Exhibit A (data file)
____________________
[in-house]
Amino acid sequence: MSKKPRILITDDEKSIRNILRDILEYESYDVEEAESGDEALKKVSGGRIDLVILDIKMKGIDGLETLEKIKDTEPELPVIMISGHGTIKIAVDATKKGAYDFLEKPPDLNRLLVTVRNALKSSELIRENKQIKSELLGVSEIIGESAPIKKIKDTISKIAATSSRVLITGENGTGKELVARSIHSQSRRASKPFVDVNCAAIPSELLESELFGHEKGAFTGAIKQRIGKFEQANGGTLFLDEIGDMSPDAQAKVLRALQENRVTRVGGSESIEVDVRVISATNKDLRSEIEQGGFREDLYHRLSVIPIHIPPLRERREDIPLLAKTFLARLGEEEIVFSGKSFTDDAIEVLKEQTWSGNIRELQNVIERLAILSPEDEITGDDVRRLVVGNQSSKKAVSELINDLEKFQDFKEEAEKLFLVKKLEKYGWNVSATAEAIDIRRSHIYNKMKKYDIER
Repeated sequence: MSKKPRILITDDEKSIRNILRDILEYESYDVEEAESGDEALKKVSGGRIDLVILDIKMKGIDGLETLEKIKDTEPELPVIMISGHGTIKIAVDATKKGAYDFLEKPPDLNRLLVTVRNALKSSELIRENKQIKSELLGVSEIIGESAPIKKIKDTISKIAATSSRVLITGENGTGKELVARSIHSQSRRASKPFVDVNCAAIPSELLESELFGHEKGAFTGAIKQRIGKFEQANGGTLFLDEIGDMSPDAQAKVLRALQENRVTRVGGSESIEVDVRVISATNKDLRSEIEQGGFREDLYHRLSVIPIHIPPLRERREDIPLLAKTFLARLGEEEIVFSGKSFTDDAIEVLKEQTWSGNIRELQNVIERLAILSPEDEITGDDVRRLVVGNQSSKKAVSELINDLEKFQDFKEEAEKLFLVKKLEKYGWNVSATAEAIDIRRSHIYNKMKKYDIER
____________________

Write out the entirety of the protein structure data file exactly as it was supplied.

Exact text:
[in-house]
Amino acid sequence: MSKKPRILITDDEKSIRNILRDILEYESYDVEEAESGDEALKKVSGGRIDLVILDIKMKGIDGLETLEKIKDTEPELPVIMISGHGTIKIAVDATKKGAYDFLEKPPDLNRLLVTVRNALKSSELIRENKQIKSELLGVSEIIGESAPIKKIKDTISKIAATSSRVLITGENGTGKELVARSIHSQSRRASKPFVDVNCAAIPSELLESELFGHEKGAFTGAIKQRIGKFEQANGGTLFLDEIGDMSPDAQAKVLRALQENRVTRVGGSESIEVDVRVISATNKDLRSEIEQGGFREDLYHRLSVIPIHIPPLRERREDIPLLAKTFLARLGEEEIVFSGKSFTDDAIEVLKEQTWSGNIRELQNVIERLAILSPEDEITGDDVRRLVVGNQSSKKAVSELINDLEKFQDFKEEAEKLFLVKKLEKYGWNVSATAEAIDIRRSHIYNKMKKYDIER
Repeated sequence: MSKKPRILITDDEKSIRNILRDILEYESYDVEEAESGDEALKKVSGGRIDLVILDIKMKGIDGLETLEKIKDTEPELPVIMISGHGTIKIAVDATKKGAYDFLEKPPDLNRLLVTVRNALKSSELIRENKQIKSELLGVSEIIGESAPIKKIKDTISKIAATSSRVLITGENGTGKELVARSIHSQSRRASKPFVDVNCAAIPSELLESELFGHEKGAFTGAIKQRIGKFEQANGGTLFLDEIGDMSPDAQAKVLRALQENRVTRVGGSESIEVDVRVISATNKDLRSEIEQGGFREDLYHRLSVIPIHIPPLRERREDIPLLAKTFLARLGEEEIVFSGKSFTDDAIEVLKEQTWSGNIRELQNVIERLAILSPEDEITGDDVRRLVVGNQSSKKAVSELINDLEKFQDFKEEAEKLFLVKKLEKYGWNVSATAEAIDIRRSHIYNKMKKYDIER